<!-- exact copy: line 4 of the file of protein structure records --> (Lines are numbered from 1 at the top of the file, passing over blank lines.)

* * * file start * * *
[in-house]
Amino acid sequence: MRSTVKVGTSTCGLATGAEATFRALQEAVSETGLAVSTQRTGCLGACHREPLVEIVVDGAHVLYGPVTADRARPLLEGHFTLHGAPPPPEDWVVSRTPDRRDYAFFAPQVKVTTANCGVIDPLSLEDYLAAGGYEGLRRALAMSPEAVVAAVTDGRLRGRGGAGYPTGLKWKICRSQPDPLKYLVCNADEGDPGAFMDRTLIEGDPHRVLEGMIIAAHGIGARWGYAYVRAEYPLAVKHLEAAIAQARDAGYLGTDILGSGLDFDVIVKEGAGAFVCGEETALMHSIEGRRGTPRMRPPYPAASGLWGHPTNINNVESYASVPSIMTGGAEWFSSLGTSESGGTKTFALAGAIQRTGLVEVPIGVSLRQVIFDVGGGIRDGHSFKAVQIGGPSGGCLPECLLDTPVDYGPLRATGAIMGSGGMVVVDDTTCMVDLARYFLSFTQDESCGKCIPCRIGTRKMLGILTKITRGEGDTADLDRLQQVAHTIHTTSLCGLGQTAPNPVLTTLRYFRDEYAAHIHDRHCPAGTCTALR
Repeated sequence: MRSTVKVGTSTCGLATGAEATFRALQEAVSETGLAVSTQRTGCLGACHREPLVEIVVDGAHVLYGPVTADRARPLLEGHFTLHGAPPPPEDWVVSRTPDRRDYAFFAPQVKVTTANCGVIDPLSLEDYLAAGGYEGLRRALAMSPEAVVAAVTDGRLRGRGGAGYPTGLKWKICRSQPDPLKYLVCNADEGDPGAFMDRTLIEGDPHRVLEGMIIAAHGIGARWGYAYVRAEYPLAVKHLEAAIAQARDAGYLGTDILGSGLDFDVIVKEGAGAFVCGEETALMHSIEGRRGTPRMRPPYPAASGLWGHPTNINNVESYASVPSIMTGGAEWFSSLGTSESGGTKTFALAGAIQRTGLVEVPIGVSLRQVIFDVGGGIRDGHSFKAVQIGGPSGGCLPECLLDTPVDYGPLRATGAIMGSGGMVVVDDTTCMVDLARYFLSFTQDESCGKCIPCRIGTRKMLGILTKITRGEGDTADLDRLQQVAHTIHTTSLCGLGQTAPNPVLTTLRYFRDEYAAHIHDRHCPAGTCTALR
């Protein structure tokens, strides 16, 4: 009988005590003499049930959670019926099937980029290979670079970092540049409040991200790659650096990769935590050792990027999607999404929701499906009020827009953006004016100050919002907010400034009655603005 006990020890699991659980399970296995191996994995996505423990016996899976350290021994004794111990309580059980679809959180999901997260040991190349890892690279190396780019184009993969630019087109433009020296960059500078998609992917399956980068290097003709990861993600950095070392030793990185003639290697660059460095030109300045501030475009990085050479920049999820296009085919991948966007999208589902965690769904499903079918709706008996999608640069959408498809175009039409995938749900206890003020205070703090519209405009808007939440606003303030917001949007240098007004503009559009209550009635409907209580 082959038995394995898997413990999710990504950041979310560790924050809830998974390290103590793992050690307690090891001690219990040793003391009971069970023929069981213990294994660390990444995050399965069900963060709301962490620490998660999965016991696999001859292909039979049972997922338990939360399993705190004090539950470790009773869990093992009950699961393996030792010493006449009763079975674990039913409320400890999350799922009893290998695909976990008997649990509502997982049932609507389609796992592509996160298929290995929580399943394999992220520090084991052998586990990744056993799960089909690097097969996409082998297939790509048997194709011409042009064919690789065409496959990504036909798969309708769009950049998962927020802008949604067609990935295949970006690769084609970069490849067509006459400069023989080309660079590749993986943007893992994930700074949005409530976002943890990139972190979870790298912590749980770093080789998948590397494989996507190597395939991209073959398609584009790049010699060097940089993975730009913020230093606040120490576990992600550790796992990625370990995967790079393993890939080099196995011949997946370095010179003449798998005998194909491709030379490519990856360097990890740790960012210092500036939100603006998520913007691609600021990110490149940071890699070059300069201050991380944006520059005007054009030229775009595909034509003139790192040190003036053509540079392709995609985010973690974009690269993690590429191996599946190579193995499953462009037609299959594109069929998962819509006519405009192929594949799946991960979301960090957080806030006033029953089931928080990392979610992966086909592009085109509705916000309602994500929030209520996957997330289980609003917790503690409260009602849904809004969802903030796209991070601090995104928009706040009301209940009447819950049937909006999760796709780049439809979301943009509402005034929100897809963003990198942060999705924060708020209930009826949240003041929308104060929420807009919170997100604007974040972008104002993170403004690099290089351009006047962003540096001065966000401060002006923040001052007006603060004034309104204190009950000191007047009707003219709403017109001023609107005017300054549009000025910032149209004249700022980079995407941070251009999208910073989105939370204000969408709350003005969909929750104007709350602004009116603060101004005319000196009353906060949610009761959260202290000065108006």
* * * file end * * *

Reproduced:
């Protein structure tokens, strides 16, 4: 009988005590003499049930959670019926099937980029290979670079970092540049409040991200790659650096990769935590050792990027999607999404929701499906009020827009953006004016100050919002907010400034009655603005 006990020890699991659980399970296995191996994995996505423990016996899976350290021994004794111990309580059980679809959180999901997260040991190349890892690279190396780019184009993969630019087109433009020296960059500078998609992917399956980068290097003709990861993600950095070392030793990185003639290697660059460095030109300045501030475009990085050479920049999820296009085919991948966007999208589902965690769904499903079918709706008996999608640069959408498809175009039409995938749900206890003020205070703090519209405009808007939440606003303030917001949007240098007004503009559009209550009635409907209580 082959038995394995898997413990999710990504950041979310560790924050809830998974390290103590793992050690307690090891001690219990040793003391009971069970023929069981213990294994660390990444995050399965069900963060709301962490620490998660999965016991696999001859292909039979049972997922338990939360399993705190004090539950470790009773869990093992009950699961393996030792010493006449009763079975674990039913409320400890999350799922009893290998695909976990008997649990509502997982049932609507389609796992592509996160298929290995929580399943394999992220520090084991052998586990990744056993799960089909690097097969996409082998297939790509048997194709011409042009064919690789065409496959990504036909798969309708769009950049998962927020802008949604067609990935295949970006690769084609970069490849067509006459400069023989080309660079590749993986943007893992994930700074949005409530976002943890990139972190979870790298912590749980770093080789998948590397494989996507190597395939991209073959398609584009790049010699060097940089993975730009913020230093606040120490576990992600550790796992990625370990995967790079393993890939080099196995011949997946370095010179003449798998005998194909491709030379490519990856360097990890740790960012210092500036939100603006998520913007691609600021990110490149940071890699070059300069201050991380944006520059005007054009030229775009595909034509003139790192040190003036053509540079392709995609985010973690974009690269993690590429191996599946190579193995499953462009037609299959594109069929998962819509006519405009192929594949799946991960979301960090957080806030006033029953089931928080990392979610992966086909592009085109509705916000309602994500929030209520996957997330289980609003917790503690409260009602849904809004969802903030796209991070601090995104928009706040009301209940009447819950049937909006999760796709780049439809979301943009509402005034929100897809963003990198942060999705924060708020209930009826949240003041929308104060929420807009919170997100604007974040972008104002993170403004690099290089351009006047962003540096001065966000401060002006923040001052007006603060004034309104204190009950000191007047009707003219709403017109001023609107005017300054549009000025910032149209004249700022980079995407941070251009999208910073989105939370204000969408709350003005969909929750104007709350602004009116603060101004005319000196009353906060949610009761959260202290000065108006």